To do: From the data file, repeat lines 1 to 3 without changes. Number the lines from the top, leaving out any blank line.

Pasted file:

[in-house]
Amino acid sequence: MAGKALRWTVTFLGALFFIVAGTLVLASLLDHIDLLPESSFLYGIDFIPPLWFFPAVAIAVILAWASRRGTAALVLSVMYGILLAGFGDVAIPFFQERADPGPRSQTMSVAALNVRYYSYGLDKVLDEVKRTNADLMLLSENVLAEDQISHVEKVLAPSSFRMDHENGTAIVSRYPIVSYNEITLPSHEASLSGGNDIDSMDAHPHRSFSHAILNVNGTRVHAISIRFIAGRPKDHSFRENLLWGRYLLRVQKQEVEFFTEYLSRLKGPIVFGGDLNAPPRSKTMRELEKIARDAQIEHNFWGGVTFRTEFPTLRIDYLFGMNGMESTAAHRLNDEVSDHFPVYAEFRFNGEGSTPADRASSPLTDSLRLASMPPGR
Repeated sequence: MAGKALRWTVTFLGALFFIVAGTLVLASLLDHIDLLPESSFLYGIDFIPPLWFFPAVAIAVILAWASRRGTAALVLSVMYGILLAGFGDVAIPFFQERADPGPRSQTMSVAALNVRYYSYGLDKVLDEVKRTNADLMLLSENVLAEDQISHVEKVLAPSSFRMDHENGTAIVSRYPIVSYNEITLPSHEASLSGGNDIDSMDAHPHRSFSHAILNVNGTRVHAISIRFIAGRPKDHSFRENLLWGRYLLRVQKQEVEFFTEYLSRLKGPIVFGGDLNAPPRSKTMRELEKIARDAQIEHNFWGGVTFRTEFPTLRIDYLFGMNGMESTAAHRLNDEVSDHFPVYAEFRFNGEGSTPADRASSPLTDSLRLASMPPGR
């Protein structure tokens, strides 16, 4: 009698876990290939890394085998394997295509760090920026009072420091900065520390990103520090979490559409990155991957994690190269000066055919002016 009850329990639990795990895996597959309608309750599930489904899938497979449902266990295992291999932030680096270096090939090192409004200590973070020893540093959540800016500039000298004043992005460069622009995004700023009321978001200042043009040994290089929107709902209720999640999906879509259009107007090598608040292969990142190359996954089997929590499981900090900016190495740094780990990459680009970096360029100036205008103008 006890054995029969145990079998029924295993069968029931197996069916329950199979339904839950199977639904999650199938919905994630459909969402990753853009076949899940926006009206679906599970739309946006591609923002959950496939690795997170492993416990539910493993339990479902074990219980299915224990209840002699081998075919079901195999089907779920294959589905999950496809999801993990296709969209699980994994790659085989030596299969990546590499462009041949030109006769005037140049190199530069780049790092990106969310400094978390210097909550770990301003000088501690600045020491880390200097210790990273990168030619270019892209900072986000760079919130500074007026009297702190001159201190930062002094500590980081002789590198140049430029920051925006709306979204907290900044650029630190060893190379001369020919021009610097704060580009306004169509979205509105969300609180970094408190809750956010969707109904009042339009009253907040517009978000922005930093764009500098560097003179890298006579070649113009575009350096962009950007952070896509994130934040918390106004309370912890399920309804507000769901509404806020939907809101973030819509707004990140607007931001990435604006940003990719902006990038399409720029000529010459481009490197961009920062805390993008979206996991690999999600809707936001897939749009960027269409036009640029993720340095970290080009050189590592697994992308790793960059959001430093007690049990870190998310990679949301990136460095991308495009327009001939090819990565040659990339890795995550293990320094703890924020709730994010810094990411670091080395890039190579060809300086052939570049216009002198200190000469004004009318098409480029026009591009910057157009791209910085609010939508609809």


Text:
[in-house]
Amino acid sequence: MAGKALRWTVTFLGALFFIVAGTLVLASLLDHIDLLPESSFLYGIDFIPPLWFFPAVAIAVILAWASRRGTAALVLSVMYGILLAGFGDVAIPFFQERADPGPRSQTMSVAALNVRYYSYGLDKVLDEVKRTNADLMLLSENVLAEDQISHVEKVLAPSSFRMDHENGTAIVSRYPIVSYNEITLPSHEASLSGGNDIDSMDAHPHRSFSHAILNVNGTRVHAISIRFIAGRPKDHSFRENLLWGRYLLRVQKQEVEFFTEYLSRLKGPIVFGGDLNAPPRSKTMRELEKIARDAQIEHNFWGGVTFRTEFPTLRIDYLFGMNGMESTAAHRLNDEVSDHFPVYAEFRFNGEGSTPADRASSPLTDSLRLASMPPGR
Repeated sequence: MAGKALRWTVTFLGALFFIVAGTLVLASLLDHIDLLPESSFLYGIDFIPPLWFFPAVAIAVILAWASRRGTAALVLSVMYGILLAGFGDVAIPFFQERADPGPRSQTMSVAALNVRYYSYGLDKVLDEVKRTNADLMLLSENVLAEDQISHVEKVLAPSSFRMDHENGTAIVSRYPIVSYNEITLPSHEASLSGGNDIDSMDAHPHRSFSHAILNVNGTRVHAISIRFIAGRPKDHSFRENLLWGRYLLRVQKQEVEFFTEYLSRLKGPIVFGGDLNAPPRSKTMRELEKIARDAQIEHNFWGGVTFRTEFPTLRIDYLFGMNGMESTAAHRLNDEVSDHFPVYAEFRFNGEGSTPADRASSPLTDSLRLASMPPGR